If you consider the early years of Boomers with Daniel Boone hats and hoola-hoop “fads,” CBD is more like Beatles-level important. The 70 million strong ‘Baby Boomer’ generation (1946-1964) will be overtaken by Millennials (1981-1996) soon, but Boomers accepted documentation and showed a personal willingness early to experience this non-drug and the many physical things it seemed to benefit without the buzz.
CBD oil became a health care star quickly in 2019, beginning with the passage of 2018 Farm Bill (Senate Bill 2667) just before the government shut down in December. An essential change was redefining CBD as “all parts of the Cannabis sativa plant that do not exceed 0.3% delta-9 THC by dry weight, including “derivatives,” “extracts,” and “cannabinoids.”
Boomers are aware that Reefer Madness scare tactics and criminalized marijuana (Controlled Substances Act, 1971) use were bogus in a lot of ways, but few will deny the scary aspects of opioids like codeine, fentanyl, and hydrocodone addiction. That singular aspect makes CBD’s all-natural aspect even more appealing to those who have more liberal views on what may be good or bad for them.
With a market projected at $22 billion by 2022, Boomers can consider CBD kind of like Coca-Cola as the Real Thing.
Because they’re often caregivers, Boomers have significant first hand knowledge about upcoming senior care issues, including expensive medications with known, negative side effects. Their “Forever Young” group attitude has always valued health issues (racketball, jogging, aerobics) and their top priorities at sixty-plus years are now inflammation, pain management, and as a sleeping aid, areas where CBD has shown documented strength and results.
While it’s got a great reputation regarding arthritis inflammation, CBD is actively marketed for a plethora of medical concerns, like ADHD, multiple sclerosis, chronic pain, as a multi-vitamin, for blood pressure, hormone regulation, even PTSD. Most people don’t care whether indiscriminate use blurs previous medical boundaries, more an increased ability to control personal wellness programs being an easily followed path.
How does CBD affect the body?
In an absolute bottom line report from WHO (World Health Organization), they stated that “In humans, CBD exhibits no effects indicative of any abuse or dependence potential,” which is a positive, 180 degree alternative to the opioids addiction crisis.
While everyone knows they have a central nervous system (right?), you may not be cognizant of your endocannabinoid system (ECS), which is something that will be constantly referenced in everything you read about CBD. I’ll suggest this as a starting point to learn about its important physical regulatory roles.
Pain management, as a sleep aid, and anxiety are high priorities, and negatives like 60,000-plus deaths a year from opioids compared to essentially none to date for CBD oil is not just something you missed on the news.
After a friend asked, “Whats the best way to take it?” I suggested sub-lingually, meaning under the tongue, because outside of vaping – which has taken a fairly harsh hit (sorry…) recently – that provides the greatest payoff with dosage.
Using a 25 mg capsule as a standard dose, swallowing the capsule or gummie means it has to go through the liver for processing, and only about 6% of that is “available” in the bloodstream when all is done. Vaping gets 50-60% of that 25 mg. sample (about 15 mg) into the blood stream because of the surface area the inhaled vape is exposed to in the lungs.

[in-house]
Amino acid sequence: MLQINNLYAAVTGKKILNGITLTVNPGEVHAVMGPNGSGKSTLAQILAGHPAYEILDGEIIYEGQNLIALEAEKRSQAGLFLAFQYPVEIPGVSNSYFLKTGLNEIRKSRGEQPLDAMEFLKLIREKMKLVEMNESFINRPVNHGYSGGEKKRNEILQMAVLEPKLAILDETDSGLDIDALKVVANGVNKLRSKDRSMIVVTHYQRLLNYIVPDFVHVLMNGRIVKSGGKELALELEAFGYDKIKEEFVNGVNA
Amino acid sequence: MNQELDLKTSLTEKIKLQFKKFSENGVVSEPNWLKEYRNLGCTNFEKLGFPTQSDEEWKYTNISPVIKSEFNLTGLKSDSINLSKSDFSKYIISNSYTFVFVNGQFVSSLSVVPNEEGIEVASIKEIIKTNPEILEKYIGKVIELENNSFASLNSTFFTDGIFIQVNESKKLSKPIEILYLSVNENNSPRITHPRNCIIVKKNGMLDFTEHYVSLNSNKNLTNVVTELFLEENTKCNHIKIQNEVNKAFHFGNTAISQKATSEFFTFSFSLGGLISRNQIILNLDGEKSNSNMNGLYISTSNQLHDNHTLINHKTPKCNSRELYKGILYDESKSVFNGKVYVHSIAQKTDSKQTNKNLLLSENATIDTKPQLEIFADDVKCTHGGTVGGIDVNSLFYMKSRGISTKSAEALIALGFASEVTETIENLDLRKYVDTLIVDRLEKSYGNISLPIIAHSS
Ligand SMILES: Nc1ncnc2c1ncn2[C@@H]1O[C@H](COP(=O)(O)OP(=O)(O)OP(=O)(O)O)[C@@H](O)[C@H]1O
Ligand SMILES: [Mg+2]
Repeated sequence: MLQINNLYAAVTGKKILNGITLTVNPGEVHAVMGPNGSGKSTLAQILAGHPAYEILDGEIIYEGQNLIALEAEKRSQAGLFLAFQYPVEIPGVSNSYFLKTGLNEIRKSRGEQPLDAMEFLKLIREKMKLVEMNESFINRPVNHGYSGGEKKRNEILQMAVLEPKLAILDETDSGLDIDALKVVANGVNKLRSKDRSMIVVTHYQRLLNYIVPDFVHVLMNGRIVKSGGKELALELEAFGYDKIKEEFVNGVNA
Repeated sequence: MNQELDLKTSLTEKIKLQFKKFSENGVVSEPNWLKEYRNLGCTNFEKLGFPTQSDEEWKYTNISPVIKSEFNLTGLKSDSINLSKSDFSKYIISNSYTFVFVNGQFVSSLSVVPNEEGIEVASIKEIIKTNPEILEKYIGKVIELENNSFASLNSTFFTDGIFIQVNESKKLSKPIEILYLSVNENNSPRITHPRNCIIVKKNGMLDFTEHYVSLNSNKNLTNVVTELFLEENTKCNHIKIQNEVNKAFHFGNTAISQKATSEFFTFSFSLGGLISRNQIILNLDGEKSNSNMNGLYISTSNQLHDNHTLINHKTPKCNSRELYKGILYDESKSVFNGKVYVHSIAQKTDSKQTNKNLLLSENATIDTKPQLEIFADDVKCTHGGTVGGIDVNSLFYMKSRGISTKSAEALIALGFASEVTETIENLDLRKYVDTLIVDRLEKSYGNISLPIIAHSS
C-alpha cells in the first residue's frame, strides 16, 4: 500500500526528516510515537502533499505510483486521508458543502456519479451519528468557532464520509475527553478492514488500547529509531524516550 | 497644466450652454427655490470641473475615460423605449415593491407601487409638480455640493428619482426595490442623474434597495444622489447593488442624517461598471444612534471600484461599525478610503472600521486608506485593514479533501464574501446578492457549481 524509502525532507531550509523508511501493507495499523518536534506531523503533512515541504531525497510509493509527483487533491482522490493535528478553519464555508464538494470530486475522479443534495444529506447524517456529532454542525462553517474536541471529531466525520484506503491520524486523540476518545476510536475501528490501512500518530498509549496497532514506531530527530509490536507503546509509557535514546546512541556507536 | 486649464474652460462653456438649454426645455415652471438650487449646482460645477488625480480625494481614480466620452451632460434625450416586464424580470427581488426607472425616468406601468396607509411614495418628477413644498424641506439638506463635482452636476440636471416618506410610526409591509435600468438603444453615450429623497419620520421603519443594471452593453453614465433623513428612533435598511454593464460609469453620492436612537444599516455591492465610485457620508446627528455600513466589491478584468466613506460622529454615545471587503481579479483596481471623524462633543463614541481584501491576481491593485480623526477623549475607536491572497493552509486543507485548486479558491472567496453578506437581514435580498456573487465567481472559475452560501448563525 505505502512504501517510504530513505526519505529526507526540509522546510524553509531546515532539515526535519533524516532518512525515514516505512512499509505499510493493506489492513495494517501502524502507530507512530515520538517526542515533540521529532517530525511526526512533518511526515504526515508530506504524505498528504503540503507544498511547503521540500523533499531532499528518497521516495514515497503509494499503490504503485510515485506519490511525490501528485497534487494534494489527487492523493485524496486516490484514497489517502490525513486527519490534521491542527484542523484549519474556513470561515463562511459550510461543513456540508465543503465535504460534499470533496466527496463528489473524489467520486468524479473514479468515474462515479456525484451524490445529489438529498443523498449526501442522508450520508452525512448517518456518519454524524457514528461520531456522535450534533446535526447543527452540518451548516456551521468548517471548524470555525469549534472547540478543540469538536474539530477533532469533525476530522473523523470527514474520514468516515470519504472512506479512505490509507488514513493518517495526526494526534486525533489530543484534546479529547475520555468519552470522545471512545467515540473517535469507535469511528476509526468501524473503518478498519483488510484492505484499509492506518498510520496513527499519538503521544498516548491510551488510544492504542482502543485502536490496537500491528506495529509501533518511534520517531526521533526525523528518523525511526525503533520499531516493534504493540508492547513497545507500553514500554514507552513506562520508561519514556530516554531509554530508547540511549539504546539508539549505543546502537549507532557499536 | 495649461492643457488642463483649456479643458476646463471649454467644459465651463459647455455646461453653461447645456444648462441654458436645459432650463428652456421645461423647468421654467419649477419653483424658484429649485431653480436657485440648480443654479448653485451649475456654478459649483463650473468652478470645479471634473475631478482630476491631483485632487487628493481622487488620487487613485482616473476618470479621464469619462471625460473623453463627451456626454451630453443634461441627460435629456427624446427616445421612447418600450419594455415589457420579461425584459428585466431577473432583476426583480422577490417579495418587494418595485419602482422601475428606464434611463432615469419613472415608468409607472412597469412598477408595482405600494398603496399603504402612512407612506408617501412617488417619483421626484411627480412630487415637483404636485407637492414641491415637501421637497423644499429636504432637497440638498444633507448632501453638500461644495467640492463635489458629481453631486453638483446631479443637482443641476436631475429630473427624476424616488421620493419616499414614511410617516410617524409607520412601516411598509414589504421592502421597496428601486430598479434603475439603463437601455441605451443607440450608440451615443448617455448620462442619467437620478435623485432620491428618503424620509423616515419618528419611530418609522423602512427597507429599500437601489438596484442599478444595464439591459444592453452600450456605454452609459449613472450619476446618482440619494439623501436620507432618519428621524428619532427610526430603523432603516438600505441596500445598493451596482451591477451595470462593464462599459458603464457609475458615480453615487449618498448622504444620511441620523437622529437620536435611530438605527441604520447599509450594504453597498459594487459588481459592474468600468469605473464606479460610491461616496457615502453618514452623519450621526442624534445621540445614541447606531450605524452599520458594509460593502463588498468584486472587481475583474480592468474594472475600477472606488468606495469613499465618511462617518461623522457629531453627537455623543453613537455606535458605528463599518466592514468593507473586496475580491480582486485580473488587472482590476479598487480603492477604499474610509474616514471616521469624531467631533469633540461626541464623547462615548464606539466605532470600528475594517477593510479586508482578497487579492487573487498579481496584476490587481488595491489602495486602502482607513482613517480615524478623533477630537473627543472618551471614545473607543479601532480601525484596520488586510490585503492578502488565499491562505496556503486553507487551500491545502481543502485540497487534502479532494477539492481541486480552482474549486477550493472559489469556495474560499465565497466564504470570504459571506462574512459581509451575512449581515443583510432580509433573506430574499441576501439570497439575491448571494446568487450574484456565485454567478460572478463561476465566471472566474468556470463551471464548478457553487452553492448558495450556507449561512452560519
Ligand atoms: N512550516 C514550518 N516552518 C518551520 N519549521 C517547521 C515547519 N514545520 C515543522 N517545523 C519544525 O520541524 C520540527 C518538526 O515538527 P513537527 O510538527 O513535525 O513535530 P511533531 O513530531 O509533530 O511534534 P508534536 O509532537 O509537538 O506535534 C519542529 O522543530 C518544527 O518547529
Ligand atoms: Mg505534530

The mouth is a large mucous gland, and holding the tincture in there for even 30 seconds allows absorption of up to 40% (10 mg) bioavailability, even though swallowing it still means it goes through the liver.
Topicals are a simple and effective use of CBD. While very little of the rubbed on content gets absorbed into the blood system, the “magic” in the application is that its already where its needed. While a 750 mg. 4-oz. tube (ie- Recover) is mathematically 190 mgs. per ounce, “liberal application” for a knee or muscle strain is noticeably helpful without using anywhere near that amount.
Dosing is something that has to be figured out. There is no RDA (required daily allowance) for CBD, or any height-weight algorithm for mgs. There is also a caveat about CBD oil and drug interaction, specifically being a “competitive inhibitor” with the CYP450 (cytochrome) liver enzyme, which metabolizes 60-80% of the meds that Americans take.
The “dog in the manger” example works here: The CBD and CYP450 enzymes deactivate each other, so the CYP450 enzymes in your system doesn’t break down the meds and make them release the benefits they’re supposed to in a timely manner. The “dog” (CBD) can’t eat the hay in the manger, but it doesn’t let the “cow” (CYP450) get to it either.
If you’ve heard an older aunt or family friend complain about not being able to enjoy grapefruit from their tree because of an interference with medications, this is probably what they mean.
Stress relief, pain management
Doctors still don’t get much training with CBD or natural cures; in 2016, only 13 percent of U.S. medical school did any kind of training.
“Anxiety” is a consideration that ranks very high for users, and how the ECS receptors are turned on by CBD to mitigate this area is worth reading about. While there is a significant amount of anecdotal information about relief on many, many fronts, pain management may be crucial as a “Quality of Life” concern, because CBD “amps” efficacy of other meds, which when known, can help reduce dosage levels.
All the hoo-ha over infusion of CBD (not legal according to FDA), its status as a nutritional supplement, or whether Boomers are going to turn its ability to “chill” situations across a range of what historically required ‘real’ pharmaceuticals, is still in growth stage.
Like CBD’s well-known THC “brother from the sativa mother” though, if it works so nice, maybe try it twice.